to set up offices yet in Cuba, let alone sell tickets there.

American shipped containers to Cuba by sea with signs, computers,
printers, bag sizers and stanchions—all the things you’d see at an
airport. It says it will be able to have separate check-in lines for
premium and regular customers. Southwest has brought in equipment from
non-U.S. countries and is still trying to find office space at Cuban
airports; it says its flights to Havana, Varadero and Santa Clara may go
on sale soon with service beginning later this year.

American, JetBlue and others have been flying charters to Cuba; American
for 25 years. Last year, charter companies hired American to operate
more than 1,000 flights into Cuba. Still, scheduled service is different
and there have been many legal questions to resolve since the embargo is
still in place, airlines say, such as whether U.S. banks can handle
transactions involving Cuba or insurers could pay accident claims to Cubans.

Exporting computers to Cuba that have encrypted software to protect
passenger information requires special permission. Hand-held devices
like bag-tag scanners often need chips from Canada or other countries
because U.S. wireless devices won’t work. Most U.S. credit cards won’t
work in Cuba, either, so baggage fees may not be collected on U.S.-bound

“Cuba has unique challenges, and we anticipate they will be robust
during the early operations but overcome in time,” says Gary Bunce,
Delta’s assistant general counsel.

Airlines that are further along say Cuban officials have been quick to
accommodate U.S. airlines and are putting a lot of resources to make the
new air service successful from the start.

Training Cuban airport workers—all government employees—has been
surprisingly easy, airlines say. Workers assigned to handle U.S. flights
have worked with international airlines. American says its 210 Cuban
trainees have averaged more than 20 years of industry experience, and
all have passed training so far.

“I thought it was going to be more challenging than it’s been,” says
Galo Beltran, American’s Cuba country manager, who will be the airline’s
lone employee living in Cuba. “Everything we asked for, we have gained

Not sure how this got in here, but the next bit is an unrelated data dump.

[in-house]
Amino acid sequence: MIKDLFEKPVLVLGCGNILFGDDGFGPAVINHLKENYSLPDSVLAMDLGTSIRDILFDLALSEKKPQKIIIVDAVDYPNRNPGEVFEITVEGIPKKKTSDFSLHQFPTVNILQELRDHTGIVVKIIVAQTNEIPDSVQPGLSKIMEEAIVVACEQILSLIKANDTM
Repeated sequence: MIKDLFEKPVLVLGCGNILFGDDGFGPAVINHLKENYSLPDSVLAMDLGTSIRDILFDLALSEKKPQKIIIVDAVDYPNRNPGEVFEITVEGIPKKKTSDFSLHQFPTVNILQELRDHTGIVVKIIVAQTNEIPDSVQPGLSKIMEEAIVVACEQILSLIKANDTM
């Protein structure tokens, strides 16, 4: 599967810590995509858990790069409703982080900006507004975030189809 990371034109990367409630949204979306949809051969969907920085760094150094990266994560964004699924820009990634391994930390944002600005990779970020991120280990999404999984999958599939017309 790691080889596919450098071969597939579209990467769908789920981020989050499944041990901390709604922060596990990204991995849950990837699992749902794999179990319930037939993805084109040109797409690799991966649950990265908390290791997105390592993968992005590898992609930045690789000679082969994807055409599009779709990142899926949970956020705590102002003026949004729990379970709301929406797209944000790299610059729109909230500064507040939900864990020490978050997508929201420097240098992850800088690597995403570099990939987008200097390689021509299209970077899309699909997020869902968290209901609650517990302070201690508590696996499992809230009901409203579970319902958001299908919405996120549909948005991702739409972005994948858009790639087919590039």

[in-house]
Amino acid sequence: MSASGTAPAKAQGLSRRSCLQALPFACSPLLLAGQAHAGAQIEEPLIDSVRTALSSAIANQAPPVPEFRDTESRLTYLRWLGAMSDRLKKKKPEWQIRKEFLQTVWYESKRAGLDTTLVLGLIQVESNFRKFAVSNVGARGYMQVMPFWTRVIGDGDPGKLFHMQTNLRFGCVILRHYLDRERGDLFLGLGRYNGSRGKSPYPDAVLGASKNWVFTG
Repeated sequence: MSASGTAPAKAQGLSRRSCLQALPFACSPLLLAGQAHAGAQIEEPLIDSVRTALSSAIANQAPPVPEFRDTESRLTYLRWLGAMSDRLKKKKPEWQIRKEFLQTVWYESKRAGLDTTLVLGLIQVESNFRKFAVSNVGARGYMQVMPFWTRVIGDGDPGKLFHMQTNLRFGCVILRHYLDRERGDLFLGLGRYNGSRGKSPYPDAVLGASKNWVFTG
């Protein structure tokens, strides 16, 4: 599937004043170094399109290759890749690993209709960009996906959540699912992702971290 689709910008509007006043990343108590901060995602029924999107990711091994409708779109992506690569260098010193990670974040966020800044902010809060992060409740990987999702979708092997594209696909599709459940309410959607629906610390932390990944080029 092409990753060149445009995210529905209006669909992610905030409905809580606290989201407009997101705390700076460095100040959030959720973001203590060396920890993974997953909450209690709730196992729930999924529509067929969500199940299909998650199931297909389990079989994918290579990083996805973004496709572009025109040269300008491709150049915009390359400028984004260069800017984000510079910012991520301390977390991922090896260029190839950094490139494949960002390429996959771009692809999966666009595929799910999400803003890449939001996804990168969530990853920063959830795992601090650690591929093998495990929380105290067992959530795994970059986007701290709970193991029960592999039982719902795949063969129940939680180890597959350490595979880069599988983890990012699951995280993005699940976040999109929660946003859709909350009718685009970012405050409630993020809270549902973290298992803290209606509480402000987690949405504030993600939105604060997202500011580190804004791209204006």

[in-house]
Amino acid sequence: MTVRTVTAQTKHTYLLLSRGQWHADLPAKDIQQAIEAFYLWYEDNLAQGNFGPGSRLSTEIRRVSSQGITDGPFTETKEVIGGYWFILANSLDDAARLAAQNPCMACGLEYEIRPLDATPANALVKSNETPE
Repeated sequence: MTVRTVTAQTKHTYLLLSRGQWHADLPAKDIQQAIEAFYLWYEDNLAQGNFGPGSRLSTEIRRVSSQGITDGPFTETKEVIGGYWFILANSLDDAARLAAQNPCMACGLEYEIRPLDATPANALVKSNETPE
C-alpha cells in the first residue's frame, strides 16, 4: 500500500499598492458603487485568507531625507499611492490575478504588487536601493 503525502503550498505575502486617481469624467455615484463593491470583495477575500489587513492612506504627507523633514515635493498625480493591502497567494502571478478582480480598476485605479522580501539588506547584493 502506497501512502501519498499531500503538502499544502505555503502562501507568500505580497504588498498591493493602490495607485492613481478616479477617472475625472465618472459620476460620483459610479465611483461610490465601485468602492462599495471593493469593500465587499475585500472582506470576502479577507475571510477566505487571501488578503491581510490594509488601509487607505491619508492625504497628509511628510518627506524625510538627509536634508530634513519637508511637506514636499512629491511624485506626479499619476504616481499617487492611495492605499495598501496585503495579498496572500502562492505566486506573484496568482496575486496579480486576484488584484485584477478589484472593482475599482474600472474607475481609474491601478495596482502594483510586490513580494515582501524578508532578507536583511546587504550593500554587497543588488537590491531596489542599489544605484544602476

Nine small airports in provinces around the country may actually be
better prepared for an influx of new passengers than Havana. U.S.
airline service is starting first at those outlying airports. Havana
flights won’t launch until late November at the earliest.

The international terminal at Havana’s José Martí International Airport
gets high marks but is already crowded. Negotiations are under way,
airlines say, but at least some U.S. airlines will likely have to use an
old charter terminal until new buildings can be constructed.

“The international terminal is very impressive. The charter terminal I
would characterize as very modest,” says Dave Harvey, managing director
of business development at Southwest. “You do wonder if that structure
will be able to handle all the customers going in there.”

Cuban officials say they are undertaking an airport modernization and
expansion program. At a news conference in Havana last week, they noted
that their airports meet international security and safety standards.
Cuban officials in Washington, D.C., and the civil aviation authority in
Havana didn’t respond to email and phone requests for comment.

Airlines say Cuban airports typically have long runways to accommodate
large Russian aircraft. The U.S. Transportation Security Administration
has certified all Cuban airports U.S. airlines will serve.

Cuban airports are well-run, American says. Every time American has
conducted an audit of fueling services, for example, the Cubans have
gotten perfect scores, says American senior vice president Art Torno.
“They are very utilitarian and very functional. The bells and whistles
will come. In five to 10 years we’ll see a huge transformation,” he says.

Source: Cuba Beckons, but U.S. Airlines and Passengers Face Hurdles –